Turning to the Stark paper cited in the Inside Higher Ed article, it is important to consider that, in addition to simply whether an effect exists or not, we should also consider the size of any effect detected. In the case of the Stark paper, for instance, with very large sample sizes (as is the case here with roughly 23,001) we can detect infinitesimally small effects. That is, there is a gender difference but it is so small that it is not practically relevant.

Let us look first at their broad findings:

Average correlation between SET and instructor gender

 rho bar  p
Overall 0.09 0.00
History 0.11 0.08
Political institutions 0.11 0.10
Macroeconomics 0.10 0.16
Microeconomics 0.09 0.16
Political science 0.04 0.63
Sociology 0.08 0.34

p-values are two-sided.

The left value is the correlation coefficient which translates to the effect size. The latter p-value to the right is the significance value (p-values smaller than 0.05 are deemed ‘significant’ in that an effect has been detected, but this says nothing about the size of the effect). For the correlation coefficient, effect sizes range from -1 to 1 with 0 in between as having no effect. Generally, effects under 0.30 are considered “small” effects. At 0.08-0.11 these are incredibly small effects. In terms of significance values, the threshold of 0.05 is typically taken as being statistically significant. Thus only the aggregate “overall” showed an effect and while it was detectable statistically, the effect was infinitesimally small (see below for how small this is).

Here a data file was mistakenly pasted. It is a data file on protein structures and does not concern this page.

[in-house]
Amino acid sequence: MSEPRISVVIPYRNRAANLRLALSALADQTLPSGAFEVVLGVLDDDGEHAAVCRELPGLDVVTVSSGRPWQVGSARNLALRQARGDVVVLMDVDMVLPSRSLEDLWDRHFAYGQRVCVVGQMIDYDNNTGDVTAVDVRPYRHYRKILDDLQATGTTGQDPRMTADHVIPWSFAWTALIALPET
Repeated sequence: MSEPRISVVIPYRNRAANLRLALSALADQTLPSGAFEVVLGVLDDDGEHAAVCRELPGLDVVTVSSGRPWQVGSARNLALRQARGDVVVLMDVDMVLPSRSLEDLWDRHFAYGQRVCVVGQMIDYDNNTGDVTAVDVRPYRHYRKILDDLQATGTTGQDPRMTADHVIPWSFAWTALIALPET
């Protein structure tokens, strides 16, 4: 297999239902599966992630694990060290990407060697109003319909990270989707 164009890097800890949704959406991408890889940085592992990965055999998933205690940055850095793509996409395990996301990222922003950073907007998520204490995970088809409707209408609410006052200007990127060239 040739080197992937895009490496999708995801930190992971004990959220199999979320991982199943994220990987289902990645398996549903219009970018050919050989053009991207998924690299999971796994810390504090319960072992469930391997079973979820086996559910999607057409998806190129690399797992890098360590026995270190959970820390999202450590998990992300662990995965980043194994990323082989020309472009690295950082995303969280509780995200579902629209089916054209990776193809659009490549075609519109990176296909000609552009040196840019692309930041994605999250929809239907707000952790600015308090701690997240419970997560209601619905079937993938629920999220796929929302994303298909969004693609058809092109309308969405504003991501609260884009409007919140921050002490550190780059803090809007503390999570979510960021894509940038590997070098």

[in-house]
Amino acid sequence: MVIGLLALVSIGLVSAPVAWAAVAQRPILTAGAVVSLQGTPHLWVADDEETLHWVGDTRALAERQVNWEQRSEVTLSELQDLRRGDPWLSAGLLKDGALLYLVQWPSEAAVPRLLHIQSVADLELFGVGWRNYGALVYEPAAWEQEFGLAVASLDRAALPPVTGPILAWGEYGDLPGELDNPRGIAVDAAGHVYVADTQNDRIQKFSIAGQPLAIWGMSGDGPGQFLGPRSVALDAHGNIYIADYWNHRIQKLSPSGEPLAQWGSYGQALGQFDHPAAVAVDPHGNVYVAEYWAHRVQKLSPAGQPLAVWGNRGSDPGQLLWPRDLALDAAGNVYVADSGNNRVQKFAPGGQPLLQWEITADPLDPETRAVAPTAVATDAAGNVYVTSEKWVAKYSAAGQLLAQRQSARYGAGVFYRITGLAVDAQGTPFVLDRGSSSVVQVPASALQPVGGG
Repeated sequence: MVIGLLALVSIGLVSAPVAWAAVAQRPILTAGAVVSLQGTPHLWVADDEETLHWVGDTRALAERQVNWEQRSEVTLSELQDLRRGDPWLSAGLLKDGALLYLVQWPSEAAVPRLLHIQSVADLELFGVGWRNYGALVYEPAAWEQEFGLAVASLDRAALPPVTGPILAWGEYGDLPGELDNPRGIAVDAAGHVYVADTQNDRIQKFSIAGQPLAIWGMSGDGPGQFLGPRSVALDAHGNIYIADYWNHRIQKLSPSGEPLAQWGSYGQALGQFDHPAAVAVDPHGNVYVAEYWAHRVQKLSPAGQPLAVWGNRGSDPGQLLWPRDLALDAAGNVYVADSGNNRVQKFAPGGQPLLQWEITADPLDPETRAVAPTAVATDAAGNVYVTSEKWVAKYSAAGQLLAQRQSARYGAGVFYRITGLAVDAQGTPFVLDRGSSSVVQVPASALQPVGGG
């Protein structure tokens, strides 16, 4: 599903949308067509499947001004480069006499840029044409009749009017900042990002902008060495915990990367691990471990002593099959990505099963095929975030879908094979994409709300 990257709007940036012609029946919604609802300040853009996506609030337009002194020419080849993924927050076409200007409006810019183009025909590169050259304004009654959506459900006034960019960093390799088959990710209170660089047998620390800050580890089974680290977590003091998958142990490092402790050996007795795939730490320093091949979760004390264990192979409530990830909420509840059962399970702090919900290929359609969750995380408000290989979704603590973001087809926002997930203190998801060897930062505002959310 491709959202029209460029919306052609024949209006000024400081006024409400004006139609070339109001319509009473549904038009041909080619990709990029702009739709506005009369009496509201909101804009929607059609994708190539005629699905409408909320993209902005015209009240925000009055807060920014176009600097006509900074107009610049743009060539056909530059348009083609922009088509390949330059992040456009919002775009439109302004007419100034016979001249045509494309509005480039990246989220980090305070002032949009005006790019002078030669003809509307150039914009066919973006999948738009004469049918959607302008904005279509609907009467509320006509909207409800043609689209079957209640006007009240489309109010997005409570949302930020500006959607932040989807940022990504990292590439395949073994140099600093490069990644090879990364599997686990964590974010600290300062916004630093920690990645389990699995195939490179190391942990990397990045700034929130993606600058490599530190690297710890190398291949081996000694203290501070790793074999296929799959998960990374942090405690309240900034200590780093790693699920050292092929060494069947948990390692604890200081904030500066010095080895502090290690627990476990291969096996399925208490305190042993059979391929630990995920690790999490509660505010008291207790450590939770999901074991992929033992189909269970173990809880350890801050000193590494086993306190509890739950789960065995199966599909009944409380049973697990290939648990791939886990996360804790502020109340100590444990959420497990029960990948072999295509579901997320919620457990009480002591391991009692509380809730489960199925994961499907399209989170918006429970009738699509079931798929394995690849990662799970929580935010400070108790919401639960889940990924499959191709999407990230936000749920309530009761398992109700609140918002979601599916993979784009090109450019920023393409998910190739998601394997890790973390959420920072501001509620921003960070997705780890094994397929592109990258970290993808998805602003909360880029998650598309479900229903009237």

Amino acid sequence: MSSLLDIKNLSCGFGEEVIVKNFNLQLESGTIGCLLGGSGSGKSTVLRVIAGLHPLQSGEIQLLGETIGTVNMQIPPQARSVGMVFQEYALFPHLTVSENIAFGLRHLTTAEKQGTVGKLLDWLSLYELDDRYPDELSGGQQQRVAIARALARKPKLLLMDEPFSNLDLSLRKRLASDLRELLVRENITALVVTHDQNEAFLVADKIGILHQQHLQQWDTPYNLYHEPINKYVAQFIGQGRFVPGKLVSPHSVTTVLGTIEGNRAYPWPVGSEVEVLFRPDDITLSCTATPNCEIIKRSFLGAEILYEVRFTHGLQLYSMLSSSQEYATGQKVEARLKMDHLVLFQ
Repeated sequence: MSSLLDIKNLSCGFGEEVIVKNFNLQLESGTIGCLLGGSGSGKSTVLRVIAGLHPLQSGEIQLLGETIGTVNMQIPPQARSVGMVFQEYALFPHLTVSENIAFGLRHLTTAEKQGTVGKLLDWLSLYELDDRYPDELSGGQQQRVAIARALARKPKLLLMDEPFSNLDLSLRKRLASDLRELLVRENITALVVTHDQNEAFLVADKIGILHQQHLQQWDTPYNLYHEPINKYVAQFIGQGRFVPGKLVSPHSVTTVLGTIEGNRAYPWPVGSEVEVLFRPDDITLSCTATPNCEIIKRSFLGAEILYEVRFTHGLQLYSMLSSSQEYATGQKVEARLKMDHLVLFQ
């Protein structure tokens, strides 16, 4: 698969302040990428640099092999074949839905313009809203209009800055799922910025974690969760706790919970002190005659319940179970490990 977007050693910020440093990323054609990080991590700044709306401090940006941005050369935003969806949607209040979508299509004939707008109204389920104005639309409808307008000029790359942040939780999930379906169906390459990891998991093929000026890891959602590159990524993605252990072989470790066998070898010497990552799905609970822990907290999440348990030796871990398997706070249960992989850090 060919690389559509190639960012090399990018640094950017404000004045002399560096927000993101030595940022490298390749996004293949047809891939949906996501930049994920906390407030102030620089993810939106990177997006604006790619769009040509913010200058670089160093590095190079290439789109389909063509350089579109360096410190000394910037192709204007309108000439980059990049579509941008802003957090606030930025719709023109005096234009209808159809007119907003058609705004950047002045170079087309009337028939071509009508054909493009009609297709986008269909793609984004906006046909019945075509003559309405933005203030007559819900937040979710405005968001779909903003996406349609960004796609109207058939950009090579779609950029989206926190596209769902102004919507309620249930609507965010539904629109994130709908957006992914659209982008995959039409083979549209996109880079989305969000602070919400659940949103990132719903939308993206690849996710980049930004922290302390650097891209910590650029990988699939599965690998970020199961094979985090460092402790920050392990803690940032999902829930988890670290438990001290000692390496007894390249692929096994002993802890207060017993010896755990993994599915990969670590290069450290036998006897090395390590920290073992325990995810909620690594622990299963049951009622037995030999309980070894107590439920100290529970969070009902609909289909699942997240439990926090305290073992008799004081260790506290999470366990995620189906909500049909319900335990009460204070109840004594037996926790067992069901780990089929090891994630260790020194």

The specific finding cited in the Inside Higher Ed article is in Table 5, suggesting that it is male students who are biased against female instructors.

Average correlation between SET and gender concordance


Male student Female student
rho bar p rho bar p
Overall 0.15 0.00 0.05 0.09
History 0.17 0.01 -0.03


Political institutions 0.12




-0.11 0.12
Macroeconomics 0.14 0.04 -0.05 0.49
Microeconomics 0.18 0.01 -0.00 0.97
Political science 0.17 0.06 0.04 0.64
Sociology 0.12 0.16 -0.03 0.76

p-values are two-sided.

Again, we can see that while they cited what sounded like quite significant p-values (and thus detectable differences), correlations are very low, ranging from 0.12-0.18. To put in perspective how small this effect is, the percentage of variation explained by a Pearson correlation is given by the square of the correlation coefficient. Thus, the strongest correlation from this study, 0.18 would mean that even the male students in microeconomics (0.182=0.0324) who appear the most biased in this study, only base 3% of their rating decision on the gender of the instructor.